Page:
Physical natural gas for Tuesday delivery bounded higher in Monday’s trading, recovering somewhat from Friday’s 16-cent drubbing, but also reflecting cool, stormy conditions over the Northeast.

Gains were most pronounced in the Northeast and Appalachia, but strong gains were registered in the Rockies and West Texas as well. The NGI National Spot Gas Average rose 20 cents to $2.73.

Futures traders were still licking their wounds from Friday’s free-fall, but some see the decline potentially providing a fertile base of shorts from which to stage a winter season rally. At the close December had risen two-tenths to $2.966 and January was lower by two-tenths to $3.100. December crude oil rose 25 cents to $54.15/bbl.

Next-day prices at New England and Mid-Atlantic points jumped as cooler temperatures were forecast and a major pipeline reported constraints. forecast that Boston’s Monday high of 66 was expected to drop to 57 Tuesday and 53 by Wednesday, 4 degrees below normal and 9 degrees below Friday’s high. New York City was expected to see its Monday high of 60 fall to 55 by Tuesday and 54 by Wednesday, 5 degrees below normal.

Gas at the Algonquin Citygate jumped 38 cents to $3.23 and deliveries to Dominion South added 61 cents to $1.53. Gas bound for New York City on Transco Zone 6 gained 65 cents to $2.94.

The National Weather Service in southeast Massachusetts reported that “powerful low pressure in Quebec will provide windy, cooler but dry weather across southern New England through Tuesday. High pressure builds over the area Wednesday with diminishing winds, but remaining cool. Milder Thursday, and especially Friday, ahead of an approaching cold front with temperatures rising into the lower 70s.”

Tetco M-3 Delivery posted the region’s greatest gains, adding $1.45 to $2.63 as Texas Eastern reported reduced eastbound flows.

“Texas Eastern will conduct maintenance on its Heidlesberg compressor station [Monday and Tuesday] marking the third maintenance event in the last month affecting the eastbound flows on the 36″ southern M-3 line,” said industry consultant Genscape in a report to clients. Operational capacity through the Chambersburg, Heidlesberg, and Marietta compressor stations have been reduced to 1591 MMcf/d. 1433 MMcf/d and 1309 MMcf/d, respectively, Genscape said.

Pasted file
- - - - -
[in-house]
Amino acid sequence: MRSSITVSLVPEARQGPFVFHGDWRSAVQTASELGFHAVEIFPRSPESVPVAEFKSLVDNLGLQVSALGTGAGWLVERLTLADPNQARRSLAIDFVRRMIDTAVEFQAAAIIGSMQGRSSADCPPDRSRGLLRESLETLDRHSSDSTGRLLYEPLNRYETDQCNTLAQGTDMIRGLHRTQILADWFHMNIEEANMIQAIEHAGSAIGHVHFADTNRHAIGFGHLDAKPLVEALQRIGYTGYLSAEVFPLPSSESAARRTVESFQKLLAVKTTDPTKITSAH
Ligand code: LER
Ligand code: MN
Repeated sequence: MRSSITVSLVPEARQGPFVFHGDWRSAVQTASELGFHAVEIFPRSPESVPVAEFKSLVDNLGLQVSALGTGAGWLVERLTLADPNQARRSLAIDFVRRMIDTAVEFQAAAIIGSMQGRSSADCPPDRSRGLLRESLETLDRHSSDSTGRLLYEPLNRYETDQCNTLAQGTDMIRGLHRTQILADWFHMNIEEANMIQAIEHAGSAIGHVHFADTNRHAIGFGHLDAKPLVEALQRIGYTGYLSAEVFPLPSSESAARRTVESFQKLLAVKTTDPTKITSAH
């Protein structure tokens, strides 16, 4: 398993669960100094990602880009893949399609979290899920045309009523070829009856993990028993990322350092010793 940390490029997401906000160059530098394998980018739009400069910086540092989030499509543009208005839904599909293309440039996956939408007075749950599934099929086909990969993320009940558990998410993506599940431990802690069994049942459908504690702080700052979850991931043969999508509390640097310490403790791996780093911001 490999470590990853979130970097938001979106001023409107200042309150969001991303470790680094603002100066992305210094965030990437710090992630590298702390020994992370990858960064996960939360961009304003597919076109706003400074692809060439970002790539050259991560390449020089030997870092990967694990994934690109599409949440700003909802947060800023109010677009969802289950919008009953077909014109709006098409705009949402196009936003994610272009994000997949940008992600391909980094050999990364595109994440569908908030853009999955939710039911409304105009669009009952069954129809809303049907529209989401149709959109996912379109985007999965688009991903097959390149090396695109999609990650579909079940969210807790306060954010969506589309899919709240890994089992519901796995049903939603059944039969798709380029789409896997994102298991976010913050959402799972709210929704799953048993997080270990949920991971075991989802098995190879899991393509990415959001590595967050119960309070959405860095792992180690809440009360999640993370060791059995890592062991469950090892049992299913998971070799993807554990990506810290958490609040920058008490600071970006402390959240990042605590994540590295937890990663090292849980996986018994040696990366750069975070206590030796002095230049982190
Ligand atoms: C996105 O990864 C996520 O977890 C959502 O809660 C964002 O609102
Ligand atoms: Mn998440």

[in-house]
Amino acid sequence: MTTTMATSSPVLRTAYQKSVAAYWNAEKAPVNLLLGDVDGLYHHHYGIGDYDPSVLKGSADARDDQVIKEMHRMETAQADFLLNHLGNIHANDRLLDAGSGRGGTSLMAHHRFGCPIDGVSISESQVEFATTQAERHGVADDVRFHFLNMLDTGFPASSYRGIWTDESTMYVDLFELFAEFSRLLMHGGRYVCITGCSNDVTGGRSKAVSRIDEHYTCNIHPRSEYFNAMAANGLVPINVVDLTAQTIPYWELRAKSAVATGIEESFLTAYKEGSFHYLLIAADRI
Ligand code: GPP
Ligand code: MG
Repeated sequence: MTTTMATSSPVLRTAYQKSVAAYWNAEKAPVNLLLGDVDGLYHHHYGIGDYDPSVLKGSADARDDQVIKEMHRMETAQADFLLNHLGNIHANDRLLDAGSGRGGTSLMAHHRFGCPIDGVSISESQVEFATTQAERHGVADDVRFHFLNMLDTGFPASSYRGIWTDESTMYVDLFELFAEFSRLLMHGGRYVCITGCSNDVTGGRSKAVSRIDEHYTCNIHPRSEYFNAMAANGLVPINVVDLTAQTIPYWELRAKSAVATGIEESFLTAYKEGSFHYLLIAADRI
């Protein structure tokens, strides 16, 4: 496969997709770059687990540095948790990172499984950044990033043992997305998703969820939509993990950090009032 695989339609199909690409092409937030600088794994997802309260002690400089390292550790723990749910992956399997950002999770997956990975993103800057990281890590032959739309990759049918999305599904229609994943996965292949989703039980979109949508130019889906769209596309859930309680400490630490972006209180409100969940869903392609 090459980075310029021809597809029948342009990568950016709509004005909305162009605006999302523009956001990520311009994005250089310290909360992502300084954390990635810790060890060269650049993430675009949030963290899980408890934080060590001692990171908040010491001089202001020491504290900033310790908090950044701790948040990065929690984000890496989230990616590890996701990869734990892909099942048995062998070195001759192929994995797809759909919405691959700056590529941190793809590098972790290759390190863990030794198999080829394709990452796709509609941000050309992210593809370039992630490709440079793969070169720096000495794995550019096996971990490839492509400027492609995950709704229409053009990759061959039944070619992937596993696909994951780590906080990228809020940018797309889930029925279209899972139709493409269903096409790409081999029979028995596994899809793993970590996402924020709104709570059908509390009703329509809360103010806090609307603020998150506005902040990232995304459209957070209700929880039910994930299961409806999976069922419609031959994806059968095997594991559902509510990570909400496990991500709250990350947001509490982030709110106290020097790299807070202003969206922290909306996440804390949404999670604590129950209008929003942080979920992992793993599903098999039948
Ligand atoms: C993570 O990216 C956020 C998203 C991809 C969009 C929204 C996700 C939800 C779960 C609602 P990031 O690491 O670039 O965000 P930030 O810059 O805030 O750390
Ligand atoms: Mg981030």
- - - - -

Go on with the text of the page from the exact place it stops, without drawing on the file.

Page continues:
Other market points firmed as well. Gas at the Chicago Citygate rose 20 cents to $3.05 and gas on El Paso Permian added 19 cents to $2.60. Gas at the Henry Hub was quoted 9 cents higher at $2.87 and packages at Transco Zone 4 gained 11 cents to $2.85.

At Opal next-day gas added 17 cents to $2.70 and gas at Malin rose 19 cents to $2.76. At the SoCal Citygate gas changed hands at $3.10, up 31 cents and gas priced at the SoCal Border Average rose 26 cents to $2.85.

Risk managers are looking for higher prices to establish short hedges. “We continue to see build in the natural gas storage which is negative for prices,” said Mike DeVooght, president of DEVO Capital. “The natural gas demand is relatively flat as we have had moderate temperatures throughout the U.S. We will continue to watch for a price increase as we enter the heat season and demand increases.

“On a trading basis, look to go long if the December and January contracts trade below $3 (December has reached trading levels). Our target to establish producer hedges is the $3.50 for the winter strip.”

Technical analysts see the sharp decline Friday as perhaps eventually setting up a winter rally.

“There were a lot of people long, insisting we would get a pre-season rally anyway,” said Walter Zimmermann of United ICAP in a webcast Friday. “I suspect that length is getting flushed out this week. The implication is that there will be a re-test of the $2.52 low if not a test of the $2.12 area. The only intervening support is where we ended up Friday down off the high of $3.43.

“The only support between here and $2.52, is $2.65, but the irony of all this is that the further natural gas sells off, the better the case for some form of winter rally.”

Other analysts see a classic duel between supply and demand setting up for the winter. “The mercury is set to drop soon, but few people (if anybody) sees a problem this winter in terms of supply in the U.S. market,” said Scott Shelton of ICAP Commodities in a morning note to clients. “It will be cooler this winter, closer to normal really, but nonetheless, the experts say that demand will indeed impress. Storage won’t break any records, but it will be close. If the next five weeks look anything like this week, we’ve got a real horse race.”